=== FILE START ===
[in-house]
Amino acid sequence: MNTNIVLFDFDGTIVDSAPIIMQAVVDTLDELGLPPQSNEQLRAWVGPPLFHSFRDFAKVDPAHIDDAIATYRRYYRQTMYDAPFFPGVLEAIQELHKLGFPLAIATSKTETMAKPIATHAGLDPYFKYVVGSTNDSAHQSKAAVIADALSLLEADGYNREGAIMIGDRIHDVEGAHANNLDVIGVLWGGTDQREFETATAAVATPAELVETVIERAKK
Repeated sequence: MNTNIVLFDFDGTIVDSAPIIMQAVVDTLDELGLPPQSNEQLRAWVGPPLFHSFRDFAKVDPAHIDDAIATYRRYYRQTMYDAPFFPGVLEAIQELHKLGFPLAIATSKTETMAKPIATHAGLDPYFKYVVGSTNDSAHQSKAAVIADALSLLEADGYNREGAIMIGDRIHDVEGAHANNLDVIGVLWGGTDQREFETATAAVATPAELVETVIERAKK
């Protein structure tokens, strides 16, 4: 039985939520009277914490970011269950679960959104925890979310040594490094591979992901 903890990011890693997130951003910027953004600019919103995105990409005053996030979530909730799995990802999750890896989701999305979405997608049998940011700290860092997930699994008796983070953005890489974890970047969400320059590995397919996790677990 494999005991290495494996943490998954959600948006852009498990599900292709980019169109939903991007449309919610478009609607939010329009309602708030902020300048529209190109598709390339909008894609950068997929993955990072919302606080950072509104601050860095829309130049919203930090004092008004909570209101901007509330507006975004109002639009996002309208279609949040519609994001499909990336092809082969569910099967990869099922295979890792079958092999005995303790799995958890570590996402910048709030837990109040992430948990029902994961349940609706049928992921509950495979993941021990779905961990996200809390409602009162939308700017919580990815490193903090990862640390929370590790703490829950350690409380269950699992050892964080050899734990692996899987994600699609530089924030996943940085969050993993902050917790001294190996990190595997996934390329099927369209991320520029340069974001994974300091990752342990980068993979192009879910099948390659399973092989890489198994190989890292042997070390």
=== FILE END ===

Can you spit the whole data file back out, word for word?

[in-house]
Amino acid sequence: MNTNIVLFDFDGTIVDSAPIIMQAVVDTLDELGLPPQSNEQLRAWVGPPLFHSFRDFAKVDPAHIDDAIATYRRYYRQTMYDAPFFPGVLEAIQELHKLGFPLAIATSKTETMAKPIATHAGLDPYFKYVVGSTNDSAHQSKAAVIADALSLLEADGYNREGAIMIGDRIHDVEGAHANNLDVIGVLWGGTDQREFETATAAVATPAELVETVIERAKK
Repeated sequence: MNTNIVLFDFDGTIVDSAPIIMQAVVDTLDELGLPPQSNEQLRAWVGPPLFHSFRDFAKVDPAHIDDAIATYRRYYRQTMYDAPFFPGVLEAIQELHKLGFPLAIATSKTETMAKPIATHAGLDPYFKYVVGSTNDSAHQSKAAVIADALSLLEADGYNREGAIMIGDRIHDVEGAHANNLDVIGVLWGGTDQREFETATAAVATPAELVETVIERAKK
């Protein structure tokens, strides 16, 4: 039985939520009277914490970011269950679960959104925890979310040594490094591979992901 903890990011890693997130951003910027953004600019919103995105990409005053996030979530909730799995990802999750890896989701999305979405997608049998940011700290860092997930699994008796983070953005890489974890970047969400320059590995397919996790677990 494999005991290495494996943490998954959600948006852009498990599900292709980019169109939903991007449309919610478009609607939010329009309602708030902020300048529209190109598709390339909008894609950068997929993955990072919302606080950072509104601050860095829309130049919203930090004092008004909570209101901007509330507006975004109002639009996002309208279609949040519609994001499909990336092809082969569910099967990869099922295979890792079958092999005995303790799995958890570590996402910048709030837990109040992430948990029902994961349940609706049928992921509950495979993941021990779905961990996200809390409602009162939308700017919580990815490193903090990862640390929370590790703490829950350690409380269950699992050892964080050899734990692996899987994600699609530089924030996943940085969050993993902050917790001294190996990190595997996934390329099927369209991320520029340069974001994974300091990752342990980068993979192009879910099948390659399973092989890489198994190989890292042997070390």